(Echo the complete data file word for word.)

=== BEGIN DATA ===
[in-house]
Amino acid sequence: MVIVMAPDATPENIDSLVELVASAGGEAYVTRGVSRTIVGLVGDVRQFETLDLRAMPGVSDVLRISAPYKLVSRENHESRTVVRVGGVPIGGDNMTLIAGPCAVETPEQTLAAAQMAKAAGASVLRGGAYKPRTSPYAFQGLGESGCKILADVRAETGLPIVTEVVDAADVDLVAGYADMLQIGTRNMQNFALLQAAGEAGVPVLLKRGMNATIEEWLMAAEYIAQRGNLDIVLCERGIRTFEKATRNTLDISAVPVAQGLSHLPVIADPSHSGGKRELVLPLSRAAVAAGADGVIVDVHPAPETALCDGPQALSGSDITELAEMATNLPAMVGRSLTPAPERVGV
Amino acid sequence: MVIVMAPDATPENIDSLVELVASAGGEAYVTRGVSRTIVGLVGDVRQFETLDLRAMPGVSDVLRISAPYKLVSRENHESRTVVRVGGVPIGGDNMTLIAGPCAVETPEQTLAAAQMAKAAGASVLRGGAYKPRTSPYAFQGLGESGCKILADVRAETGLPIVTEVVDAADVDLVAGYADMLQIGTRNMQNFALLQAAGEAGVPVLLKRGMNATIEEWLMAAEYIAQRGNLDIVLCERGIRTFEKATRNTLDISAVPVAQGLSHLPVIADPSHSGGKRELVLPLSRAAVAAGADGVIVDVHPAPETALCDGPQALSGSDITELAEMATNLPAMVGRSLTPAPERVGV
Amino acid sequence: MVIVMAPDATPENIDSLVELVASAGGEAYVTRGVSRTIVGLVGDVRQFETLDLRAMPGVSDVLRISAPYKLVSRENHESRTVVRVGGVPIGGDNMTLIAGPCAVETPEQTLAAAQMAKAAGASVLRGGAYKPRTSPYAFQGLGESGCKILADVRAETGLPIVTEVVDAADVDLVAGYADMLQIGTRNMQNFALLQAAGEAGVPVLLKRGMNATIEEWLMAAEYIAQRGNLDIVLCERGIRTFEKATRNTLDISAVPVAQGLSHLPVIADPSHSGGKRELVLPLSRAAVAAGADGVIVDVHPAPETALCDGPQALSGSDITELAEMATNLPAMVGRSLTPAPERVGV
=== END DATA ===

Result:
[in-house]
Amino acid sequence: MVIVMAPDATPENIDSLVELVASAGGEAYVTRGVSRTIVGLVGDVRQFETLDLRAMPGVSDVLRISAPYKLVSRENHESRTVVRVGGVPIGGDNMTLIAGPCAVETPEQTLAAAQMAKAAGASVLRGGAYKPRTSPYAFQGLGESGCKILADVRAETGLPIVTEVVDAADVDLVAGYADMLQIGTRNMQNFALLQAAGEAGVPVLLKRGMNATIEEWLMAAEYIAQRGNLDIVLCERGIRTFEKATRNTLDISAVPVAQGLSHLPVIADPSHSGGKRELVLPLSRAAVAAGADGVIVDVHPAPETALCDGPQALSGSDITELAEMATNLPAMVGRSLTPAPERVGV
Amino acid sequence: MVIVMAPDATPENIDSLVELVASAGGEAYVTRGVSRTIVGLVGDVRQFETLDLRAMPGVSDVLRISAPYKLVSRENHESRTVVRVGGVPIGGDNMTLIAGPCAVETPEQTLAAAQMAKAAGASVLRGGAYKPRTSPYAFQGLGESGCKILADVRAETGLPIVTEVVDAADVDLVAGYADMLQIGTRNMQNFALLQAAGEAGVPVLLKRGMNATIEEWLMAAEYIAQRGNLDIVLCERGIRTFEKATRNTLDISAVPVAQGLSHLPVIADPSHSGGKRELVLPLSRAAVAAGADGVIVDVHPAPETALCDGPQALSGSDITELAEMATNLPAMVGRSLTPAPERVGV
Amino acid sequence: MVIVMAPDATPENIDSLVELVASAGGEAYVTRGVSRTIVGLVGDVRQFETLDLRAMPGVSDVLRISAPYKLVSRENHESRTVVRVGGVPIGGDNMTLIAGPCAVETPEQTLAAAQMAKAAGASVLRGGAYKPRTSPYAFQGLGESGCKILADVRAETGLPIVTEVVDAADVDLVAGYADMLQIGTRNMQNFALLQAAGEAGVPVLLKRGMNATIEEWLMAAEYIAQRGNLDIVLCERGIRTFEKATRNTLDISAVPVAQGLSHLPVIADPSHSGGKRELVLPLSRAAVAAGADGVIVDVHPAPETALCDGPQALSGSDITELAEMATNLPAMVGRSLTPAPERVGV